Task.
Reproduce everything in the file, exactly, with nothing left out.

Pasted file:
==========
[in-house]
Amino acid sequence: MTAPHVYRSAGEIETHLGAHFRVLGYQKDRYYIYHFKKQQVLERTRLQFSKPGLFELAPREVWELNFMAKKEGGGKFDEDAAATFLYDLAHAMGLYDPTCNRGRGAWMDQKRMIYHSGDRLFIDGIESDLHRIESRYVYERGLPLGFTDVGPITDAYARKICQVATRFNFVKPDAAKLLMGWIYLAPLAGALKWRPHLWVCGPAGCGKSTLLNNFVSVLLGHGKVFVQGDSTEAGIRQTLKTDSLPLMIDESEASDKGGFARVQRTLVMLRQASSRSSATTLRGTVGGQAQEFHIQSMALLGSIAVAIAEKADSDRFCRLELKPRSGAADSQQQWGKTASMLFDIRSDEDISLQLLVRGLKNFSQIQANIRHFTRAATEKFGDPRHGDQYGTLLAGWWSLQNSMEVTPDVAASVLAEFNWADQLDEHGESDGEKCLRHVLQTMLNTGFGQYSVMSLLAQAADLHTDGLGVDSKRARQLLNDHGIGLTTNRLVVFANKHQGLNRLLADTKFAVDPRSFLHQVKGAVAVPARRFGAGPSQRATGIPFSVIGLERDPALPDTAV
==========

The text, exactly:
[in-house]
Amino acid sequence: MTAPHVYRSAGEIETHLGAHFRVLGYQKDRYYIYHFKKQQVLERTRLQFSKPGLFELAPREVWELNFMAKKEGGGKFDEDAAATFLYDLAHAMGLYDPTCNRGRGAWMDQKRMIYHSGDRLFIDGIESDLHRIESRYVYERGLPLGFTDVGPITDAYARKICQVATRFNFVKPDAAKLLMGWIYLAPLAGALKWRPHLWVCGPAGCGKSTLLNNFVSVLLGHGKVFVQGDSTEAGIRQTLKTDSLPLMIDESEASDKGGFARVQRTLVMLRQASSRSSATTLRGTVGGQAQEFHIQSMALLGSIAVAIAEKADSDRFCRLELKPRSGAADSQQQWGKTASMLFDIRSDEDISLQLLVRGLKNFSQIQANIRHFTRAATEKFGDPRHGDQYGTLLAGWWSLQNSMEVTPDVAASVLAEFNWADQLDEHGESDGEKCLRHVLQTMLNTGFGQYSVMSLLAQAADLHTDGLGVDSKRARQLLNDHGIGLTTNRLVVFANKHQGLNRLLADTKFAVDPRSFLHQVKGAVAVPARRFGAGPSQRATGIPFSVIGLERDPALPDTAV